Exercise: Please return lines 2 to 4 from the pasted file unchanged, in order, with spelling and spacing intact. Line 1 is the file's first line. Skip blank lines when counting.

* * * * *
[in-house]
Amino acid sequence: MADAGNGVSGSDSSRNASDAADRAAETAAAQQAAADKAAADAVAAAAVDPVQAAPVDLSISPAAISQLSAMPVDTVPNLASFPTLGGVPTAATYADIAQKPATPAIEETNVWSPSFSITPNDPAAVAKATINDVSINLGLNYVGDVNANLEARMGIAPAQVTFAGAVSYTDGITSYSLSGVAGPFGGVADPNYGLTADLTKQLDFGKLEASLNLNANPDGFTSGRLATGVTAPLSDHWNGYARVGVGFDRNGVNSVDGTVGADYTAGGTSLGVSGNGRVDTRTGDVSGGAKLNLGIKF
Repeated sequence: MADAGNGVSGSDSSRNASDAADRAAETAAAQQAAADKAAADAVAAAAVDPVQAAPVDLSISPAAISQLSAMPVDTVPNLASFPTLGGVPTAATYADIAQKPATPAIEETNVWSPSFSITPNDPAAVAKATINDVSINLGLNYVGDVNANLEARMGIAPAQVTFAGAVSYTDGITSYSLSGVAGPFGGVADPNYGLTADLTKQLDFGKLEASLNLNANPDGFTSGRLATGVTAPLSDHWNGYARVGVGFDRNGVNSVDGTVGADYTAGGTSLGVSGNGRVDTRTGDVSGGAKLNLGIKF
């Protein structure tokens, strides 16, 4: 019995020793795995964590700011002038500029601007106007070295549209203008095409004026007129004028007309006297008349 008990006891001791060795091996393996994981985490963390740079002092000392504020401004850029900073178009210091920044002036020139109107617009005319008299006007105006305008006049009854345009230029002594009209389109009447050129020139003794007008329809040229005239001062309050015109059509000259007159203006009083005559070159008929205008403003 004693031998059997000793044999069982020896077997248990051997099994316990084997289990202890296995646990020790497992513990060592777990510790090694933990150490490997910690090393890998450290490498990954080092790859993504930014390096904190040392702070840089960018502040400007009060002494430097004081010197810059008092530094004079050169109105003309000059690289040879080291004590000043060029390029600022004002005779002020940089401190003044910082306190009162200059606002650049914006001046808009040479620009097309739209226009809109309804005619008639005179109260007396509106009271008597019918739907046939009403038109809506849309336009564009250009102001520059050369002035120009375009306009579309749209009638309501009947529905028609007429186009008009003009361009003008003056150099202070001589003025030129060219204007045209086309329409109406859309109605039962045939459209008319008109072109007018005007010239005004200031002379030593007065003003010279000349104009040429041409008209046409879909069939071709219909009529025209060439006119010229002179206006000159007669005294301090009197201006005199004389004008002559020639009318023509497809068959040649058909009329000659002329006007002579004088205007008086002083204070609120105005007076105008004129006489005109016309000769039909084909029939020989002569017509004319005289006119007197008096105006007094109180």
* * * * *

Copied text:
Amino acid sequence: MADAGNGVSGSDSSRNASDAADRAAETAAAQQAAADKAAADAVAAAAVDPVQAAPVDLSISPAAISQLSAMPVDTVPNLASFPTLGGVPTAATYADIAQKPATPAIEETNVWSPSFSITPNDPAAVAKATINDVSINLGLNYVGDVNANLEARMGIAPAQVTFAGAVSYTDGITSYSLSGVAGPFGGVADPNYGLTADLTKQLDFGKLEASLNLNANPDGFTSGRLATGVTAPLSDHWNGYARVGVGFDRNGVNSVDGTVGADYTAGGTSLGVSGNGRVDTRTGDVSGGAKLNLGIKF
Repeated sequence: MADAGNGVSGSDSSRNASDAADRAAETAAAQQAAADKAAADAVAAAAVDPVQAAPVDLSISPAAISQLSAMPVDTVPNLASFPTLGGVPTAATYADIAQKPATPAIEETNVWSPSFSITPNDPAAVAKATINDVSINLGLNYVGDVNANLEARMGIAPAQVTFAGAVSYTDGITSYSLSGVAGPFGGVADPNYGLTADLTKQLDFGKLEASLNLNANPDGFTSGRLATGVTAPLSDHWNGYARVGVGFDRNGVNSVDGTVGADYTAGGTSLGVSGNGRVDTRTGDVSGGAKLNLGIKF
């Protein structure tokens, strides 16, 4: 019995020793795995964590700011002038500029601007106007070295549209203008095409004026007129004028007309006297008349 008990006891001791060795091996393996994981985490963390740079002092000392504020401004850029900073178009210091920044002036020139109107617009005319008299006007105006305008006049009854345009230029002594009209389109009447050129020139003794007008329809040229005239001062309050015109059509000259007159203006009083005559070159008929205008403003 004693031998059997000793044999069982020896077997248990051997099994316990084997289990202890296995646990020790497992513990060592777990510790090694933990150490490997910690090393890998450290490498990954080092790859993504930014390096904190040392702070840089960018502040400007009060002494430097004081010197810059008092530094004079050169109105003309000059690289040879080291004590000043060029390029600022004002005779002020940089401190003044910082306190009162200059606002650049914006001046808009040479620009097309739209226009809109309804005619008639005179109260007396509106009271008597019918739907046939009403038109809506849309336009564009250009102001520059050369002035120009375009306009579309749209009638309501009947529905028609007429186009008009003009361009003008003056150099202070001589003025030129060219204007045209086309329409109406859309109605039962045939459209008319008109072109007018005007010239005004200031002379030593007065003003010279000349104009040429041409008209046409879909069939071709219909009529025209060439006119010229002179206006000159007669005294301090009197201006005199004389004008002559020639009318023509497809068959040649058909009329000659002329006007002579004088205007008086002083204070609120105005007076105008004129006489005109016309000769039909084909029939020989002569017509004319005289006119007197008096105006007094109180």